19-year-old Taylor Kemp is currently the only suspect behind the blaze that scorched 2,600 acres and cost one family their home.

Three Different Accounts of June 29th

The Ada County Sheriff's department posted a blog on their website claiming that Kemp admitted that he was actually the person responsible for igniting the Table Rock Fire.  According to that blog, the high winds on the evening of June 29th knocked over the fireworks.

However, by the time television stations across the Treasure Valley went live with the story on Wednesday afternoon, Kemp had a different story. He told KTVB that sheriff's deputies insisted that they knew he did it and told him to stop lying during a home interview in late August. Kemp insists that he is innocent and went on to tell KTVB that the only thing he is guilty of is setting off fireworks in the foothills in the days leading up to the fire, but not the night of June 29th.  He believes that fingerprints found on those set of fireworks are how investigators tied him to the Table Rock blaze. He also claimed that because he had purchased the fireworks legally in Elmore county, he didn't know they were illegal to light off.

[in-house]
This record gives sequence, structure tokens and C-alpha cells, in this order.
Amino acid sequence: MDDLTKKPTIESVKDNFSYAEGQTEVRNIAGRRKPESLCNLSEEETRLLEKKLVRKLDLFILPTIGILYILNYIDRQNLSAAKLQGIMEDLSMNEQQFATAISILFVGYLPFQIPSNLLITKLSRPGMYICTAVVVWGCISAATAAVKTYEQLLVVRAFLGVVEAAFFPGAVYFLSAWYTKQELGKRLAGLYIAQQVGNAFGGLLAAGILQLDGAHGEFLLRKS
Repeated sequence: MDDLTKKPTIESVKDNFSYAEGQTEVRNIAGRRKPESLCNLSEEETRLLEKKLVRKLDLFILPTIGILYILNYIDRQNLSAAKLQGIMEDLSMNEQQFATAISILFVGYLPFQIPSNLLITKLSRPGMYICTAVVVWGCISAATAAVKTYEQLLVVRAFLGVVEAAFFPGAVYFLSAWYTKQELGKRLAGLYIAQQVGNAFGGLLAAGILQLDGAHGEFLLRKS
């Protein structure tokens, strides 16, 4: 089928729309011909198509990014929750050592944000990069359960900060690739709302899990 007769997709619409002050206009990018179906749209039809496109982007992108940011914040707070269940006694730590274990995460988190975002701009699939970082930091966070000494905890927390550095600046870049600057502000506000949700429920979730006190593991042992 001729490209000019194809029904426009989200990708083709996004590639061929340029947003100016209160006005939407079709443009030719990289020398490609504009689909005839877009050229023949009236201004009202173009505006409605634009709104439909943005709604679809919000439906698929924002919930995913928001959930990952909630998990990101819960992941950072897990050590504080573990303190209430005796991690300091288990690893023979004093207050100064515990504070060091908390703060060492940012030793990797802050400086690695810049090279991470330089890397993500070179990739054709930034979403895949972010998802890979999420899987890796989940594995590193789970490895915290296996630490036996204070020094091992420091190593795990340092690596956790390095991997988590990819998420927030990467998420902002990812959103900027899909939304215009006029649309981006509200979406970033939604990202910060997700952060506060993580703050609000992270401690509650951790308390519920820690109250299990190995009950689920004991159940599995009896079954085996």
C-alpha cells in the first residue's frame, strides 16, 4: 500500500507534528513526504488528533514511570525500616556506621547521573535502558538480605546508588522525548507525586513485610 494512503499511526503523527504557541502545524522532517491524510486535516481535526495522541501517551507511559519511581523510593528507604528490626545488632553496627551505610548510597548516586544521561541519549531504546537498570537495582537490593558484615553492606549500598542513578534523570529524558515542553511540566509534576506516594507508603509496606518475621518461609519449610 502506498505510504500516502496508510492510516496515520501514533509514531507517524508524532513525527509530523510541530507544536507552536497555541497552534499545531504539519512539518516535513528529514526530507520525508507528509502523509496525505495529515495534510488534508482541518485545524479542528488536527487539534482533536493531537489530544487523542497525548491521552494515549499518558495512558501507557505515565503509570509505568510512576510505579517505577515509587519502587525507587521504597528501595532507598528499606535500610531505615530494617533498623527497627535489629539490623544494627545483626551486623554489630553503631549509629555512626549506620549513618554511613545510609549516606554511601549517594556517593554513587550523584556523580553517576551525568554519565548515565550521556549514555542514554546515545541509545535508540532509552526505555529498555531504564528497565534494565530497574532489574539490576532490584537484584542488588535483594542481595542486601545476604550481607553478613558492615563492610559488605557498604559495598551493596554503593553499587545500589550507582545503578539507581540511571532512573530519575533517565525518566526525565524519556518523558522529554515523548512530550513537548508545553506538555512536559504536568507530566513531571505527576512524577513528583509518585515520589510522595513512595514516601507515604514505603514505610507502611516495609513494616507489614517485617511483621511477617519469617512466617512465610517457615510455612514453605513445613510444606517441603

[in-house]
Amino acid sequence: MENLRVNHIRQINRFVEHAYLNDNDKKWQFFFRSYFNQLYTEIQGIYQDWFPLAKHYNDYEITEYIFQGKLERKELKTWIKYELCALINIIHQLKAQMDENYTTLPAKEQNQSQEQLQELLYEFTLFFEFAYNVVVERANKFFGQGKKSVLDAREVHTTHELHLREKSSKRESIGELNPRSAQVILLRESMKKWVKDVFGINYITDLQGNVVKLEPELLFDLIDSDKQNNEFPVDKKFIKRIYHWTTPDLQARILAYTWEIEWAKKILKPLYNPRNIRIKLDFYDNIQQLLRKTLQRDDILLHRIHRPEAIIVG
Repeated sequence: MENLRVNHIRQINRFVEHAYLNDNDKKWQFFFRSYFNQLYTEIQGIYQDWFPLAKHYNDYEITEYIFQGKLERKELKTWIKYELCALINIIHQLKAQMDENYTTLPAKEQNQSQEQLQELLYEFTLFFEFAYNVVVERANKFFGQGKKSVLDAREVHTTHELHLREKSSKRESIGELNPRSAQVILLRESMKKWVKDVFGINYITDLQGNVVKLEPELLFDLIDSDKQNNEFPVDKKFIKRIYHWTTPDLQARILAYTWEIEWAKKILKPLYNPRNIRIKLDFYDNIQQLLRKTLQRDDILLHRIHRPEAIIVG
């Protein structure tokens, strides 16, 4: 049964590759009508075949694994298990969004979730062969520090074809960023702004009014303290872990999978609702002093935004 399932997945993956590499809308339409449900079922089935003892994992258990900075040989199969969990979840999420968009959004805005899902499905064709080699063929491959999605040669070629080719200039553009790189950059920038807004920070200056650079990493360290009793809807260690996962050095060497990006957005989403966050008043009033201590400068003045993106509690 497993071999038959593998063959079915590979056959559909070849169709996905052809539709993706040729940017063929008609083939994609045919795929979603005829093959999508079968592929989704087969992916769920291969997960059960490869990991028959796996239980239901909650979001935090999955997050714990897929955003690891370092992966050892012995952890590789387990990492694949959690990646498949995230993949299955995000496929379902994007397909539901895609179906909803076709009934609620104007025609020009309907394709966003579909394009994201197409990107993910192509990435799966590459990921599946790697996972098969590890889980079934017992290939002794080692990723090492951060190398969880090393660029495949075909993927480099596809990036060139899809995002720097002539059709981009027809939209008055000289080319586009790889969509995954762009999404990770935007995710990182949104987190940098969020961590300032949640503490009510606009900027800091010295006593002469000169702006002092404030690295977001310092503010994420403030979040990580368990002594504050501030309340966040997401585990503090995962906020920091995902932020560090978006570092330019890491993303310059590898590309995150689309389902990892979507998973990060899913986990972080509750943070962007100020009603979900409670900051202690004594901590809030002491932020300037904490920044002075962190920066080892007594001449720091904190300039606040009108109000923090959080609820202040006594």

According to the Idaho Statesman, one of their reporters got a slightly different version of that story from Kemp via a chat message.  In their article, Kemp says that he and a friend didn't have fireworks at all, but "pop-its."  If you're unfamiliar with "pop-its" they're small noisemaker that make a fireworks cracking sound when you throw them at the ground. He again mentions the home interview with ACSO deputies and alleges that detectives told him he would be arrested if he failed to write a letter of regret. Kemp tells the Statesman's reporter he feared for his life.

What Next?

Kemp heads to court later this month to face a misdemeanor citation for violating the county's fireworks ordinance. If convicted he could face up to six months in jail and a $1,000 fine.

The Statesman also says that the Boise Fire Department and BLM will seek restitution for their costs.  They spent $150,000 and $250,000 respectively.

Van Danielson, the man who lost the home he inherited from his parents, will also seek some sort of compensation.  Danielson tells the Statesman he didn't have insurance on the home and while he knows that a 19-year-old will likely not be able to cover the $200,000 in damages his family experience, he'd like Kemp to pay the family back in the form of community service.  He suggested 160 hours of helping clean up the fire aftermath.




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